Broadway Revival of Larry Kramer’s The Normal Heart Wins Three 2011 Tony Awards

The AIDS Memorial Candlelight Vigil, Washington DC, 1989

Broadway Revival of Larry Kramer’s The Normal Heart Wins Three 2011 Tony Awards

Larry Kramer’s The Normal Heart, which originally was performed at New York City’s Public Theater in 1985, won the 2011 Tony Award for revival of a play. The play is considered to be a literary landmark, contending with the AIDS crisis when few would speak of the disease afflicting gay men, including gays themselves. It remains the longest-running play ever staged at the Public Theater.

In addition, The Tony award for Best Performance by an Actress in a Featured Role went to Ellen Barkin, and the award for Best Performance by an Actor in a Featured Role in a Play went to John Benjamin Hickey, both for their performances in The Normal Heart. Producer Daryl Roth accepted the award, but it was the playwright Larry Kramer, an outspoken gay activist for many years, who received the biggest welcome from the audience. The writer exhorted the gay community to “carry on the fight,” adding that “our day will come.”

The stunning, pulse-pounding ensemble drama tells the groundbreaking story of love, rage and pride as it follows a group of New Yorkers confronting the AIDS crisis in the early 1980s. The story of a city in denial, The Normal Heart unfolds like a real-life political thriller, as a tight-knit group of friends refuses to let doctors, politicians and the press bury the truth of an unspoken epidemic behind a wall of silence. A quarter-century after it was written, this unflinching, and totally unforgettable look at the sexual politics of New York City during the AIDS crisis remains one of the theater’s most powerful evenings ever.

Tony Awards Acceptance Speech: The Normal Heart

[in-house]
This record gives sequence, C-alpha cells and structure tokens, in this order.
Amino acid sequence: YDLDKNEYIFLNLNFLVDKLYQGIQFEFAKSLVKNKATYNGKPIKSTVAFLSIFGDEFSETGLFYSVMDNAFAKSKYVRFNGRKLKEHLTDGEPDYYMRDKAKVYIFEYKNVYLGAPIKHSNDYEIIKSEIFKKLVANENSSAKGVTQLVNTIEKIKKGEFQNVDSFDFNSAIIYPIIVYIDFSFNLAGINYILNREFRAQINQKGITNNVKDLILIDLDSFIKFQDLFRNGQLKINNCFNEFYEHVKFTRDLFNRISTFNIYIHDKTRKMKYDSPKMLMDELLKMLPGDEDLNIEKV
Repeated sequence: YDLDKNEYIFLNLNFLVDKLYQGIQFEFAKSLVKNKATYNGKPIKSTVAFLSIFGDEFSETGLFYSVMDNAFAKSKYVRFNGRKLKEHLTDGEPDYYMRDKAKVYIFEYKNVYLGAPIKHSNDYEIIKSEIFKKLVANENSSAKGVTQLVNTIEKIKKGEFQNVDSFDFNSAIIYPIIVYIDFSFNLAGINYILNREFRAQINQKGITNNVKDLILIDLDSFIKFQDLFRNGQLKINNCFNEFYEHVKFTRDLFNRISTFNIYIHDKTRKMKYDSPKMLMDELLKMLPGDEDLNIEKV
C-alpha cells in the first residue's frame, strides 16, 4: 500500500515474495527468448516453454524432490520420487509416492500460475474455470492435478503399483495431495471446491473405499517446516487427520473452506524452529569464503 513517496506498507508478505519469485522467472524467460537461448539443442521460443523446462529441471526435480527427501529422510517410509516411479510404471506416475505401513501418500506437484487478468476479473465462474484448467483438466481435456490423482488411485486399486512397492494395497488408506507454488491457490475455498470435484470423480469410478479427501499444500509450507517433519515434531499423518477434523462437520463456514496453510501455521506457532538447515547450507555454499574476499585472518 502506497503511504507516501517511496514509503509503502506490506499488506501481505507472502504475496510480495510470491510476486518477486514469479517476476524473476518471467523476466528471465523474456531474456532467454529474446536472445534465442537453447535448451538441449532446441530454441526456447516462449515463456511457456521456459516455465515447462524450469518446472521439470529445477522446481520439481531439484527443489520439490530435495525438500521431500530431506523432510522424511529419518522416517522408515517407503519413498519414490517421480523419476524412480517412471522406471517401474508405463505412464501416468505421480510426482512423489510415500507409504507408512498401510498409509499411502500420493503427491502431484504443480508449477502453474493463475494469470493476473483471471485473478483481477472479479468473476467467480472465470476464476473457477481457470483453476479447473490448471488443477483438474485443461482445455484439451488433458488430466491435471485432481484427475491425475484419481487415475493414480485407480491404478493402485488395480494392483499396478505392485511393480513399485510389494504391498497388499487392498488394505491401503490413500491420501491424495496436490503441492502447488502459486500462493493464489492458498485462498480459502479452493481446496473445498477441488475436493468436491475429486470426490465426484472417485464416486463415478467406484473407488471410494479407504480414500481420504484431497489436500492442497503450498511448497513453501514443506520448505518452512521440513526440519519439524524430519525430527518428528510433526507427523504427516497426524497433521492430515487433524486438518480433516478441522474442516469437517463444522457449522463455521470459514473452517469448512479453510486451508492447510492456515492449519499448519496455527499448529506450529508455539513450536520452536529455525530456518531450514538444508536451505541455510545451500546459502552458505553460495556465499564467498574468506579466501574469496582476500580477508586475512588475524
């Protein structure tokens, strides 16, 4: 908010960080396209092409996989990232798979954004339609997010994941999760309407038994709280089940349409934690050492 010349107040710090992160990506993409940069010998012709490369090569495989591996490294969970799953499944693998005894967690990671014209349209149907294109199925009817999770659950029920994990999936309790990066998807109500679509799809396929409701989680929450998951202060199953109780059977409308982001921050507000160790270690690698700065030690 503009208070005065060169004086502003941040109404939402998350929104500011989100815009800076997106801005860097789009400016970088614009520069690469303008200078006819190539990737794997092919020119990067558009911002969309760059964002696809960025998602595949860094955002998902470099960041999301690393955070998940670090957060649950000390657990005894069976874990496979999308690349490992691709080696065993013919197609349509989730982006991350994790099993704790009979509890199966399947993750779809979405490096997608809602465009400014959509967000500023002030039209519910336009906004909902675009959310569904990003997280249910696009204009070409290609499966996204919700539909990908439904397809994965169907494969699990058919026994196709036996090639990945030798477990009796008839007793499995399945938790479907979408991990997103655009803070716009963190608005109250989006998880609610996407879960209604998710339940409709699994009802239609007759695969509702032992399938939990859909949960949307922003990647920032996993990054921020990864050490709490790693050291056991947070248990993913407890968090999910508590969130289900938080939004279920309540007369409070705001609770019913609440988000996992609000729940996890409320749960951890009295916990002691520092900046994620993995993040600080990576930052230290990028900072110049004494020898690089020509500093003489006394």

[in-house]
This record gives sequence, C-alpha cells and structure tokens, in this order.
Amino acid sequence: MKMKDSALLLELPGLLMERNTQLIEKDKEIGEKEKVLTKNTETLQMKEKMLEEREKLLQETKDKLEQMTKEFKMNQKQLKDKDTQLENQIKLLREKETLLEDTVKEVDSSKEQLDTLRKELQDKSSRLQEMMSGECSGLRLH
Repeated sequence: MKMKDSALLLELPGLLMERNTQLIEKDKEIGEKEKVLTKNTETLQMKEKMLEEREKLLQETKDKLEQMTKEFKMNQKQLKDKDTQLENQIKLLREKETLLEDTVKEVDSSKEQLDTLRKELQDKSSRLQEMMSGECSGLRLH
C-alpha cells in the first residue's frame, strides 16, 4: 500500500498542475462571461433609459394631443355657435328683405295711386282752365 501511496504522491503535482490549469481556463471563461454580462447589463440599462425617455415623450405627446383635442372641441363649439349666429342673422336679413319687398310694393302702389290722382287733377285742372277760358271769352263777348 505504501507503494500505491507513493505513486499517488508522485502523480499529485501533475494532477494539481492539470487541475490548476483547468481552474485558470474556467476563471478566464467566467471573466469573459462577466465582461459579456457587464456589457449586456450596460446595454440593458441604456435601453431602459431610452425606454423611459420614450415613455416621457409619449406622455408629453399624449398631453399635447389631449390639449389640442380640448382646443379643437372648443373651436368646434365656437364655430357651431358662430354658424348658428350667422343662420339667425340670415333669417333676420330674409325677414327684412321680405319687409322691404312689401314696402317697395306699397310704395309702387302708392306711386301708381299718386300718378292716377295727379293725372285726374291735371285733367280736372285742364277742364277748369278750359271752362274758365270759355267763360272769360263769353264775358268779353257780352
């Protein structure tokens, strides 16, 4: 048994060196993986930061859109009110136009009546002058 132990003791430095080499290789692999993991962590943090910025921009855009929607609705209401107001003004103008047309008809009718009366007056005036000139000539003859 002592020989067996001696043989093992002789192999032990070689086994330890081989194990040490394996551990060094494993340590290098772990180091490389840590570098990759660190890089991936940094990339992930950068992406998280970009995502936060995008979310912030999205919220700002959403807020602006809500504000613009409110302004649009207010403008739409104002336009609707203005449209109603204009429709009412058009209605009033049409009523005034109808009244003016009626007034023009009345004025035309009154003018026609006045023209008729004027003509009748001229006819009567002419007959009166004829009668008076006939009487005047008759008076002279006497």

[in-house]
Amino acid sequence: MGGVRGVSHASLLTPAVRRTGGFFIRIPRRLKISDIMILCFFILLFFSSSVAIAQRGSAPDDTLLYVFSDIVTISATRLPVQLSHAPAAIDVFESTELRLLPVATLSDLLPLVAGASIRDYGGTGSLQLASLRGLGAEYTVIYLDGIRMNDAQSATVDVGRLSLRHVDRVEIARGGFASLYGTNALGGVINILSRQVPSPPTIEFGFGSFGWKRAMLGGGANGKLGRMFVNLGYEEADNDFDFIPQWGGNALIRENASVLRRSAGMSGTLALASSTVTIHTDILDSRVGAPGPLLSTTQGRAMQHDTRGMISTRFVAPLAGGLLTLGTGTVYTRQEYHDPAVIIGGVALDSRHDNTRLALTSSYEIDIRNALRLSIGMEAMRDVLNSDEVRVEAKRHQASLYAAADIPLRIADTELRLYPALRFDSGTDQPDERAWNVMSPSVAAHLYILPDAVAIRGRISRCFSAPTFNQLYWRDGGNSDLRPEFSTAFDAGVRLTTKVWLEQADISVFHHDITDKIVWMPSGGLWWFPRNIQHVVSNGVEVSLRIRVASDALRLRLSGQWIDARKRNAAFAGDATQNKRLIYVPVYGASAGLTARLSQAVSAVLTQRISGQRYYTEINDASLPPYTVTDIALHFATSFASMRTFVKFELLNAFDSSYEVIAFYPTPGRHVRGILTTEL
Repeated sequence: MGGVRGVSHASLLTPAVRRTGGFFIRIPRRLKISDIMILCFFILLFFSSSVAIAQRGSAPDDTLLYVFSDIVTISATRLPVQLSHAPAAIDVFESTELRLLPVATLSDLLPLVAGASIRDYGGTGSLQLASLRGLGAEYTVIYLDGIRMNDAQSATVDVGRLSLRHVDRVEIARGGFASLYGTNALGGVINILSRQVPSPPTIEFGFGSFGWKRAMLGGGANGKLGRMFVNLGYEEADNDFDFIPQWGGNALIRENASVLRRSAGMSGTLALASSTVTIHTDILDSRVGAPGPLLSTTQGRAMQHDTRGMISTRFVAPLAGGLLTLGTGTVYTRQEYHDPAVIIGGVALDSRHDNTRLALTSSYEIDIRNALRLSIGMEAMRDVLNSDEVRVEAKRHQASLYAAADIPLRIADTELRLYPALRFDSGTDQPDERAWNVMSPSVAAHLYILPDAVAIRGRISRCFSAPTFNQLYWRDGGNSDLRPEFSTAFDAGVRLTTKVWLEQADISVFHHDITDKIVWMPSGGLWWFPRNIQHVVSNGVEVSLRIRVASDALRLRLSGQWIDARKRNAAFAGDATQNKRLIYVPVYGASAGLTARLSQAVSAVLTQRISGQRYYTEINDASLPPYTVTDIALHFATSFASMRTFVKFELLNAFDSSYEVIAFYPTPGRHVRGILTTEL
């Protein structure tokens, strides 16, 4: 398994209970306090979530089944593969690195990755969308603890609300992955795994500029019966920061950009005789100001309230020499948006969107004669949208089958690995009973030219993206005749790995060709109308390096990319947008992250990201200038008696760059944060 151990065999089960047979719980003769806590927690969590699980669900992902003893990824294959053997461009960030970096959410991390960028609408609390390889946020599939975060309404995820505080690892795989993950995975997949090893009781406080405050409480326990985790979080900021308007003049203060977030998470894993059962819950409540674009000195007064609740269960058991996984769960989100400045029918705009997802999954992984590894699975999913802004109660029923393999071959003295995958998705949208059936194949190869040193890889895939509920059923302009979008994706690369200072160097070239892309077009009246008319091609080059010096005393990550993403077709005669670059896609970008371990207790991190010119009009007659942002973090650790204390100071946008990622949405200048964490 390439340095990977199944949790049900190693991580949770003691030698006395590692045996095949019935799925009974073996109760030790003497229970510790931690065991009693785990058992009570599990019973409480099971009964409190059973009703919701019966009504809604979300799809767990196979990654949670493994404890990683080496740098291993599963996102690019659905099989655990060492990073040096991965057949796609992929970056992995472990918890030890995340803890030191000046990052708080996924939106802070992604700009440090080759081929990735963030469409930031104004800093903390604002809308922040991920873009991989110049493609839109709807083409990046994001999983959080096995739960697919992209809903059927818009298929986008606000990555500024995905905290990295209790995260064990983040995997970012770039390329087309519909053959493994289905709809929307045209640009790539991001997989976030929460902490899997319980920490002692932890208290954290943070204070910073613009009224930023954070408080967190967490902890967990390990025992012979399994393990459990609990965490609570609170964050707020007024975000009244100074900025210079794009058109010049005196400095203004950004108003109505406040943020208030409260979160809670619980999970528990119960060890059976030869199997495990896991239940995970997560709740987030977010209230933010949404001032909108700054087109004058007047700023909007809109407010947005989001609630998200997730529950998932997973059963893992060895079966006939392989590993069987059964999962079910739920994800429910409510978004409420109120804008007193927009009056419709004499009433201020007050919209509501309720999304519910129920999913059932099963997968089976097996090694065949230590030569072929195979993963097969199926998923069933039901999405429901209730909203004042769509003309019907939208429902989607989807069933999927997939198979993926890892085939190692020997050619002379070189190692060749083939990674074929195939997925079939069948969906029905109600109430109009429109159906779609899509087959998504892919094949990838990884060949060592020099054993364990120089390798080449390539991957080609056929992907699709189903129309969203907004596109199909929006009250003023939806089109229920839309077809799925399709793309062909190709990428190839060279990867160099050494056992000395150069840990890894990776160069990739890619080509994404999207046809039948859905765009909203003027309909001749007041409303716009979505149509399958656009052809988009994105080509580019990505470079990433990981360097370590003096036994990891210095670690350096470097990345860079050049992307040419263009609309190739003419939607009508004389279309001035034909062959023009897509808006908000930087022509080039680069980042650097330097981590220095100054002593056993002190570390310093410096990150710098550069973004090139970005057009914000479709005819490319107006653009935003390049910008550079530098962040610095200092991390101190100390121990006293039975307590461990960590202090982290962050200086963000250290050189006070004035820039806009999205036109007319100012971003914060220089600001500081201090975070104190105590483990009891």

Broadway’s Revival of The Normal Heart and The AIDS Crisis

Highlights From Broadway’s The Normal Heart

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President Obama Signs the Landmark Health Reform Bill into Law

President Obama Signs the Landmark Health Reform Bill into Law

Congress gave final approval on Sunday night to historic health reform legislation that will provide medical coverage to tens of millions of uninsured Americans and remake the nation’s health care system along the lines initially proposed by President Obama.  When the decisive 216th vote went up on the electronic tally board in the House chamber, Democrats erupted in cheers and reprised the “Yes, we can!” chant from the Obama presidential campaign.

On Tuesday, President Obama signed into law a landmark health care reform bill, presiding over the biggest shift in U.S. domestic policy since the 1960s and capping a year of vigorous debate.  The law will bring near-universal coverage to a wealthy country in which tens of millions of people have been left uninsured.

We have now just enshrined the core principle that everybody should have some basic security when it comes to their health,” Obama said at a signing ceremony at the White House.  President Obama was joined by House and Senate legislators who backed the bill, as well as by ordinary Americans whose health care struggles have touched the president.

President Obama On Passage of the Health Reform Legislation

President Obama Signs Health Reform Into Law

Slide Show: President Obama Signs the Landmark Health Reform Bill into Law

(Please Click Image to View Slide Show)

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